Various government agencies are involved in irrigation planning and implementation, the main actors being the Ministries of Agriculture (MOA), of Water Development (MOWD), and of Regional Development (MORD), and parastatals, which include the National Irrigation Board (NIB), Tana and Athi River Development Authority (TARDA), Lake Basin Development Authority (LBDA) and Kerio Valley Development Authority (KVDA). Data are available from all government agencies and parastatals, but less information is available on private schemes, which are mainly involved in coffee and tea plantations in the highlands and food and vegetable growing at lower elevations.

All abstractions of water for irrigation require a water right, as set out in the Water Act, the supreme law on water. While the framework of the laws are sound, there are problems of implementation and management of water resources and use. The NWMP has made several recommendations on improvement of implementation and management. MOA is the ministry responsible for collecting and collating all information on irrigation water use, and this information should be periodically updated and-reported to the Water Apportionment Board. On government-managed schemes, a water levy charge is made on plotholders to cover operation and maintenance. Operation and maintenance fees are paid by smallholders in gravity-fed piped sprinkler irrigation schemes and in large rice schemes.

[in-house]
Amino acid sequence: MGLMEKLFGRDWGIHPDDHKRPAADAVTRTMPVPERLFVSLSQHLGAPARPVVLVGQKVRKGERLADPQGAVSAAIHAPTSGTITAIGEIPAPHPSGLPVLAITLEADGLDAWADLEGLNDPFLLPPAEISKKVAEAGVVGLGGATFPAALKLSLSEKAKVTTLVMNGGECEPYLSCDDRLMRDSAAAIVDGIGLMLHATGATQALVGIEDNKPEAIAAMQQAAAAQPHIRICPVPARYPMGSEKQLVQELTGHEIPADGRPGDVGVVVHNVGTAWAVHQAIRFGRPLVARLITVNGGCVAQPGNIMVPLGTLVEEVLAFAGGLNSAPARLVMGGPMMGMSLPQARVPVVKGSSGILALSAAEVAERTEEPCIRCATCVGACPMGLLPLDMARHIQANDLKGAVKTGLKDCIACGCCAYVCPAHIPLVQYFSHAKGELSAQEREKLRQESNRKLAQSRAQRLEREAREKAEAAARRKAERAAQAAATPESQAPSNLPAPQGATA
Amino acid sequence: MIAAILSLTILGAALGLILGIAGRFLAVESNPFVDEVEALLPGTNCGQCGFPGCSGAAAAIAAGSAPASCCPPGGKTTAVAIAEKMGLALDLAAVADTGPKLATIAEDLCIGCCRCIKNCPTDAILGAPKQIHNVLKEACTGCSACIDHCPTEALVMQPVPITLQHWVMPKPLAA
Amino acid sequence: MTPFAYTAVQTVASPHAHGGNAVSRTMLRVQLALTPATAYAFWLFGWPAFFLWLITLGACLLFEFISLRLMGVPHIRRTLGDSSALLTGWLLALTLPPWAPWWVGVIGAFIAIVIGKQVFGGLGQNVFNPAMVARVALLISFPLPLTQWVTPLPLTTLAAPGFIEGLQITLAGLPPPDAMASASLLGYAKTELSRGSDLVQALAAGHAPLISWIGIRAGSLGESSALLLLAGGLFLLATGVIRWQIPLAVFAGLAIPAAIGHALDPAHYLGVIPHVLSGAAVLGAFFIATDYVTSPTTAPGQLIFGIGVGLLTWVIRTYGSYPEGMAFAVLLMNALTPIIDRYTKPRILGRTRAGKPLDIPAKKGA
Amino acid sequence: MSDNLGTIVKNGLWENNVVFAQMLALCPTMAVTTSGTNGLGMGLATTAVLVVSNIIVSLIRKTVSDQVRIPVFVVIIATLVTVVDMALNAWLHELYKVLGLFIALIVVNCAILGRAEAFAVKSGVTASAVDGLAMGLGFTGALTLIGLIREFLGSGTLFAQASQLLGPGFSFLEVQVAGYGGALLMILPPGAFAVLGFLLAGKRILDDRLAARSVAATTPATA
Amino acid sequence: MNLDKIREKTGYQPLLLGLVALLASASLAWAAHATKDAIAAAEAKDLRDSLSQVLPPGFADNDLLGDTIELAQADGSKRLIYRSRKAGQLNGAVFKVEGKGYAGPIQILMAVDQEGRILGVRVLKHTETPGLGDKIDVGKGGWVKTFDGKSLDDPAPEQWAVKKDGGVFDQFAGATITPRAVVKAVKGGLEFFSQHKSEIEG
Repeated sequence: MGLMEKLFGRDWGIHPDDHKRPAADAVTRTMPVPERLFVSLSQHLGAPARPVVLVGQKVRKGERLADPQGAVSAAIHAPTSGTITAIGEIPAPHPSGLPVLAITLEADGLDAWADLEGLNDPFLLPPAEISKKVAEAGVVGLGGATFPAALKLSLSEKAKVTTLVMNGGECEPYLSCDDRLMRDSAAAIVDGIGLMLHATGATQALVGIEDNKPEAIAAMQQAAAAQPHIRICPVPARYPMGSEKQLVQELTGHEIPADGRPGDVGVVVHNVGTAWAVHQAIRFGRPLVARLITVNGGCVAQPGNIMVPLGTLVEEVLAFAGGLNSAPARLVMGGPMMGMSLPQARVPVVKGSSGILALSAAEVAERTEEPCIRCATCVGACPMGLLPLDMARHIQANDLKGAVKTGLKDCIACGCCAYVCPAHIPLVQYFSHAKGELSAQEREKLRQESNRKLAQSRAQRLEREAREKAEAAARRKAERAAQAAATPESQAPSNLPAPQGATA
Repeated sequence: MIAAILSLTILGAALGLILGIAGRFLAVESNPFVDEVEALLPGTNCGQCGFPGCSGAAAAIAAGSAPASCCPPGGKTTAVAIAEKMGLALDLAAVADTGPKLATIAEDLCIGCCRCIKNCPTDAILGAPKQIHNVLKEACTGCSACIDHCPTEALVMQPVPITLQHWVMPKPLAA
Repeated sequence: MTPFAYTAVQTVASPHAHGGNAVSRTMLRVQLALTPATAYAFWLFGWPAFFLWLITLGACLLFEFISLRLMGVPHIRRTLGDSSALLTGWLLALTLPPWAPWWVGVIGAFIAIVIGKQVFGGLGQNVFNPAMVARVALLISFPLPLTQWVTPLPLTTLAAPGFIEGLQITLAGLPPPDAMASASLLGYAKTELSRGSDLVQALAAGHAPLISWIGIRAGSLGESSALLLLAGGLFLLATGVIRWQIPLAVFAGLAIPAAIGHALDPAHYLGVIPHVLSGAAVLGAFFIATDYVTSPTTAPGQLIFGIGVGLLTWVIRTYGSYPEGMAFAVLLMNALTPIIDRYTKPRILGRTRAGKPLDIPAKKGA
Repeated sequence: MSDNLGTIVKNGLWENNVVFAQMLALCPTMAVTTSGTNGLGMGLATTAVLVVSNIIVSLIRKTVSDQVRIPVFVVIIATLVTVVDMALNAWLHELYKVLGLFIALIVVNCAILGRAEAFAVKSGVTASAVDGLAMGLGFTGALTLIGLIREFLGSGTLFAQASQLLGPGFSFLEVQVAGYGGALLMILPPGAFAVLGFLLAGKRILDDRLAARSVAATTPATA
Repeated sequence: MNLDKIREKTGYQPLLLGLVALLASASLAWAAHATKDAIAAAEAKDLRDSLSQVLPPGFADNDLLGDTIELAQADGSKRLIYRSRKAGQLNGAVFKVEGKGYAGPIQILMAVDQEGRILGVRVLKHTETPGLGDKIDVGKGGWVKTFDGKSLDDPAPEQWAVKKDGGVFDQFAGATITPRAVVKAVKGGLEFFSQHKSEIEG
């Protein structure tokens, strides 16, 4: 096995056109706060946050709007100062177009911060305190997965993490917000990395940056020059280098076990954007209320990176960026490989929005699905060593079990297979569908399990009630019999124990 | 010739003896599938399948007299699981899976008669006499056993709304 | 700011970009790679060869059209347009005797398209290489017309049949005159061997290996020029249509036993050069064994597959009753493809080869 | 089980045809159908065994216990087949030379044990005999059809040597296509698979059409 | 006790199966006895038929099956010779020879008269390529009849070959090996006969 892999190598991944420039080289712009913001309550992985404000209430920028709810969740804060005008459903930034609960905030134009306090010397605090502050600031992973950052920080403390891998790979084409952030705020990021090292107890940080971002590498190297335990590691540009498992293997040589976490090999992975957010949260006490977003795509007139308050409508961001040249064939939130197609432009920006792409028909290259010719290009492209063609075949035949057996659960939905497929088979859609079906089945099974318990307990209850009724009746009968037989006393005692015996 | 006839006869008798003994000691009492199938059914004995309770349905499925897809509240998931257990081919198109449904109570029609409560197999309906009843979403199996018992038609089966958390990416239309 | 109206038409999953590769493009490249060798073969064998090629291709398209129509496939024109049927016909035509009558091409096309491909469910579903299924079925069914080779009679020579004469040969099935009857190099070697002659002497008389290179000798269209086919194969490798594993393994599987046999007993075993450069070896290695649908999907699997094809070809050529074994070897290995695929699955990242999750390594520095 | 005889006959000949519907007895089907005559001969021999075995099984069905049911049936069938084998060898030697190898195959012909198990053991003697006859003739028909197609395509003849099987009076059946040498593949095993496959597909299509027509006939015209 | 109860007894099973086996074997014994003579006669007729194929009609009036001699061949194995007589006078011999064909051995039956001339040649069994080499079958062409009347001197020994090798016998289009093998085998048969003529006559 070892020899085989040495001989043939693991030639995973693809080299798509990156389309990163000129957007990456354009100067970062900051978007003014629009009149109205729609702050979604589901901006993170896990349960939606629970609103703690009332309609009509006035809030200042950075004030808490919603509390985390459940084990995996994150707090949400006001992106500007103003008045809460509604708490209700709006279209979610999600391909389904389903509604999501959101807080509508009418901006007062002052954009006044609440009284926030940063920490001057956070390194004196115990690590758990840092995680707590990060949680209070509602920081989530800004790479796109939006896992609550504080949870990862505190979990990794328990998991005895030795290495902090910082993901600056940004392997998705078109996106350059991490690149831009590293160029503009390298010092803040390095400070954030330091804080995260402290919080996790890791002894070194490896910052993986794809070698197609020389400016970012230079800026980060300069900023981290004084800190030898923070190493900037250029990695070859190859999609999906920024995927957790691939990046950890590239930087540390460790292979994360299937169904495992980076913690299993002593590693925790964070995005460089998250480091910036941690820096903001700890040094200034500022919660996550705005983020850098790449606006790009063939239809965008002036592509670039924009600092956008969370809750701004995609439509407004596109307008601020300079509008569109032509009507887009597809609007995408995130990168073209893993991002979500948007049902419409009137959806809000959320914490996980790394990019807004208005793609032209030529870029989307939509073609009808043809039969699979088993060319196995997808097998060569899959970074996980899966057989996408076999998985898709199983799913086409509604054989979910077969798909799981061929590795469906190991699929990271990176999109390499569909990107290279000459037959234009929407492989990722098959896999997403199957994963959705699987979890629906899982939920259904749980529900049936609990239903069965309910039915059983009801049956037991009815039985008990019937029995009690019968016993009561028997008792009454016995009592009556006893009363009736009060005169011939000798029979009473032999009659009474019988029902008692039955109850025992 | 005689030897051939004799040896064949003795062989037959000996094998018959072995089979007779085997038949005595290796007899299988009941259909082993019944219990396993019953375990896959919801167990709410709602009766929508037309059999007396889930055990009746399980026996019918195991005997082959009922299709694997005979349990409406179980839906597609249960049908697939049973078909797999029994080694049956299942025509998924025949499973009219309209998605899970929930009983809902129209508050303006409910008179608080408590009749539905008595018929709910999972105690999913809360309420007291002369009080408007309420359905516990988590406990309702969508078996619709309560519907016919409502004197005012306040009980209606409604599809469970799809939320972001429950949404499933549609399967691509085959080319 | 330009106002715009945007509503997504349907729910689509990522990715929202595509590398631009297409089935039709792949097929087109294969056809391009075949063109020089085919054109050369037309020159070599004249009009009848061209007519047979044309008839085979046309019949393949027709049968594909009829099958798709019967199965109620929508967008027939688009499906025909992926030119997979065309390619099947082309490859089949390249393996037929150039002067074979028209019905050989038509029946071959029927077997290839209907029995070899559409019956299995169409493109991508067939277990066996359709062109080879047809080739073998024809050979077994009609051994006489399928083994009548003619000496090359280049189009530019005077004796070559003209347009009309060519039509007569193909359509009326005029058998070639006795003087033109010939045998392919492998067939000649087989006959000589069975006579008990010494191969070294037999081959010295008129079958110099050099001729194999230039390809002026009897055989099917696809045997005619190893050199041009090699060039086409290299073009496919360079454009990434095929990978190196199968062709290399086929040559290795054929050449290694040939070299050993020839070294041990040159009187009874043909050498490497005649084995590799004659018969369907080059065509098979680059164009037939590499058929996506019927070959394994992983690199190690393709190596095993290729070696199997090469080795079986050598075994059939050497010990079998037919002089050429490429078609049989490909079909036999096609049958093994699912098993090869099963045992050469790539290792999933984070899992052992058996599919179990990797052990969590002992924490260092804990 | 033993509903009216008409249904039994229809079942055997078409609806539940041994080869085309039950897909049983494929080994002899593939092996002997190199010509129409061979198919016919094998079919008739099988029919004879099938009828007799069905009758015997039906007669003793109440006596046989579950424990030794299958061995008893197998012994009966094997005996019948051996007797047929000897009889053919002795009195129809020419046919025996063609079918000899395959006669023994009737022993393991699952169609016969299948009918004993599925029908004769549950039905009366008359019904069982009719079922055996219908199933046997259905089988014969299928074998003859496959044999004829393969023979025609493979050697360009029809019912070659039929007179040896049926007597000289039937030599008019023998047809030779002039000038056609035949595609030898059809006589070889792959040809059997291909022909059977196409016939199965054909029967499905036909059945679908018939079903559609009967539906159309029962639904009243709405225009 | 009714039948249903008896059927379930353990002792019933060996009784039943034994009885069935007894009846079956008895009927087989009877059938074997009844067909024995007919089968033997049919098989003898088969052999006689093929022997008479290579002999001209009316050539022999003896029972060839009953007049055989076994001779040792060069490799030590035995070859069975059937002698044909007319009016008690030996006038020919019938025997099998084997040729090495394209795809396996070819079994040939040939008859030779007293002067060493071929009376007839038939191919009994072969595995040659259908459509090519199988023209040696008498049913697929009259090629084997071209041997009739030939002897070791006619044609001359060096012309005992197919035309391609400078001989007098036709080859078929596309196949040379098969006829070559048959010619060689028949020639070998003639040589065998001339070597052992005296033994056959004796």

FIGURE 6: Irrigation techniques, full or partial control (1992)

FIGURE 7: Irrigated crop areas (1990)

FIGURE 8: Irrigation management, full or partial control


Kenya's development target is food self-sufficiency, which could be attainable through improved farming practices to increase yields and expansion of the cultivated area. It is envisaged that self-sufficiency in major food production can be achievable primarily by promotion of rainfed agriculture.

However, irrigation will continue to play an important role in the enhancement of national economic development and increases in farmers' real income. As only 19% of the potential area is equipped for irrigation, there is considerable scope for further irrigation development. Taking into account government policy and social and economic conditions in Kenya, a strategy has been drawn up. Priority projects will first be small, low-cost schemes which enhance community development, and then larger schemes having high economic efficiency.

To achieve the irrigation development target by the year 2010 under this strategy, the recommendation was to implement:


Euroconsult/Delft Hydraulics Laboratory/Royal Tropical Institute. 1987. Study on options and investment priorities in irrigation development.

Kimani, J.K., & Otieno, J.O. (eds) 1992. Which Way Irrigation? Proceedings of a National Irrigation Workshop.

Ministry of Agriculture, Irrigation and Drainage Branch. 1990. Atlas of Irrigation and Drainage in Kenya.

Ministry of Planning and Development, Central Bureau of Statistics. 1990. 1989 Population Census. Vol 1.

Ministry of Water Development. 1992. The Study on the National Water Master Plan. Prepared with the assistance of Japan International Cooperation Agency (JICA).

National Irrigation Board. 1993. Annual Report and Accounts 1992-1993.

Tana and Athi River Development Authority. Various Data.

Contents - Previous - Next